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Information is power when choosing electricity plans

17 Apr 2019

New Zealand is spoiled for choice when it comes to electricity providers, but Kiwis love saving money on their bills even more – so it’s no surprise that those electricity providers are all fighting for a piece of customers’ wallets.

And it’s even less surprising that Kiwis are motivated to switch providers if it means they can save money on their bills.  A recent Power Pulse survey, conducted by Power Compare and Tactix, analysed the shopping behaviour of 17,325 visitors to the Power Compare website and surveyed 778 people.

It found that the top reason that Kiwis want to change providers was to save money on their power bills – and most of those who want change (a whopping 65%) want a prompt payment discount, better kWH, or a credit/discount on their bill. Other reasons included the desire for solar power, and pricing for bundling utilities, for example electricity and internet.

Bundling also has its own benefits, according to the survey. More than half (64%) of respondents would consider a plan offering power with another utility and nearly half of those (49%) would choose to bundle with broadband.

But Kiwis aren’t as clued up as they should be – in fact, they have some research of their own to do. While 90% of respondents knew their average power bill over the summertime, more than half didn’t know their kilowatt hour (kWh) price, or their monthly usage amount. 

Only 47% knew their kWh price, and 48% knew their kWh monthly usage.  Surprisingly, 67% knew their ICP number, suggesting that power bills are generally close by when people are shopping for better deals.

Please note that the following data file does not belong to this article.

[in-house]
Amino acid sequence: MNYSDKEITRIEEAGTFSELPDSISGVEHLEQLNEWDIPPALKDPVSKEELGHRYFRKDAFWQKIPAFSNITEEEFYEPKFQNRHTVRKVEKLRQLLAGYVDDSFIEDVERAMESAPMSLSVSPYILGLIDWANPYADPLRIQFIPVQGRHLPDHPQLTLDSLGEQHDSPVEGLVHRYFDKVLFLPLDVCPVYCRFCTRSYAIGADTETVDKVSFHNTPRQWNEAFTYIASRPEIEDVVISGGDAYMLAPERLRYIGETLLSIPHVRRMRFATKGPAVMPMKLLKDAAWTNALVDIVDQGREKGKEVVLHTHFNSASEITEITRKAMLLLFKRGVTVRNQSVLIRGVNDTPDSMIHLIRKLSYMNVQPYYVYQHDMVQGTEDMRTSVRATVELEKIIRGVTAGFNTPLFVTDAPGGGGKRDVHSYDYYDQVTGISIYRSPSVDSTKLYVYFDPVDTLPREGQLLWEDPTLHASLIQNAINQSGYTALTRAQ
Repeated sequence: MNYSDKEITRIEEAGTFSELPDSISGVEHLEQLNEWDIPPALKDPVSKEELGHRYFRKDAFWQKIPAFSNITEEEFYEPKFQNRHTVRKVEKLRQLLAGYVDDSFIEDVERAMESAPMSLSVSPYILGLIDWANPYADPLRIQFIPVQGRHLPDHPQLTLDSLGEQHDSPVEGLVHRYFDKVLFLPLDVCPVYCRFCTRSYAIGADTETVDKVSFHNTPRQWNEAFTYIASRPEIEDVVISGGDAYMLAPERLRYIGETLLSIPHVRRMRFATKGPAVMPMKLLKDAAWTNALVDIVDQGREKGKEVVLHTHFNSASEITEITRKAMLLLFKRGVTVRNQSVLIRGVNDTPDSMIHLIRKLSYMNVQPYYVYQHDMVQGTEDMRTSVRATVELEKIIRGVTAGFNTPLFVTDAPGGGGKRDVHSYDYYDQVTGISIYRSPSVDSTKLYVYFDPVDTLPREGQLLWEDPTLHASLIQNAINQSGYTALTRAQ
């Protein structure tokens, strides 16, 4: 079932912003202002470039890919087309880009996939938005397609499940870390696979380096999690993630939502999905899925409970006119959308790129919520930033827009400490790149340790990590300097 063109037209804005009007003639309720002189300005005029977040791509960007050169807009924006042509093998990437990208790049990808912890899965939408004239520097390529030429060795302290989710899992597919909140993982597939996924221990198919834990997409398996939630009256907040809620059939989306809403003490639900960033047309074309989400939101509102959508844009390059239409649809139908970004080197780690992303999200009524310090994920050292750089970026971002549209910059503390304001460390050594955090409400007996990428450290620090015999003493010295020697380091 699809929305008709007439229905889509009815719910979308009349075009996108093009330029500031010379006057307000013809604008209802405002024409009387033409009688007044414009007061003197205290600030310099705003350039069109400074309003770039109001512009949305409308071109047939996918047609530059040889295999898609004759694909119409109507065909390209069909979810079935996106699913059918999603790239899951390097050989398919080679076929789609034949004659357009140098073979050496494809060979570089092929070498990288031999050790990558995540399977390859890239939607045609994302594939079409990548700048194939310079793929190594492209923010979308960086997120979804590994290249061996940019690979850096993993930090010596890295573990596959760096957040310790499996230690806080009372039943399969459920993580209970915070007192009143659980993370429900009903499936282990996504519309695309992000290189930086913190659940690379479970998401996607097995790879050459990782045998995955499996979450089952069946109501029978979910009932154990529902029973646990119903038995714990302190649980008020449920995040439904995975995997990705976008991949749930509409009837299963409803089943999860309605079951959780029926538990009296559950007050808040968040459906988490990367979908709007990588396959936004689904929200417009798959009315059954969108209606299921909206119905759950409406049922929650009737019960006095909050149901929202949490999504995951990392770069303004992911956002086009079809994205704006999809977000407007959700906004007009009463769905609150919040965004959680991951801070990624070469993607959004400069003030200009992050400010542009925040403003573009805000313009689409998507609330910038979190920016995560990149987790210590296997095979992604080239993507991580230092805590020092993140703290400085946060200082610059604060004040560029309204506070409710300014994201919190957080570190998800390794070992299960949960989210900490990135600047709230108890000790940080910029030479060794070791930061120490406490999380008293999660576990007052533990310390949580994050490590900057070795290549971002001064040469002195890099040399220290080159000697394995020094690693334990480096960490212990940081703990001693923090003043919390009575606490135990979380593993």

"This result indicates that although most consumers are primarily driven by price when choosing a power plan, many are still motivated by prompt payment discounts and sign up credits rather than looking at the exact cost per kWh,” says NZ Compare founder and CEO Gavin Male.

Those aged over 65 are also more likely to shop around for better deals compared to those aged in their late teens and twenties. Even the most tech-savvy generations don’t seem to be as concerned about finding the best deals as older generations. 

Some Kiwis who are thinking about switching are also bound by contracts – of those who wanted to switch but haven’t, many stated they were waiting for their contract to end. Additionally, 35% wanted to do more research before they made the switch.  

Others were merely price comparing – 19% admitted they were happy with their current plan.

Full survey results are available for purchase on the NZ compare website.

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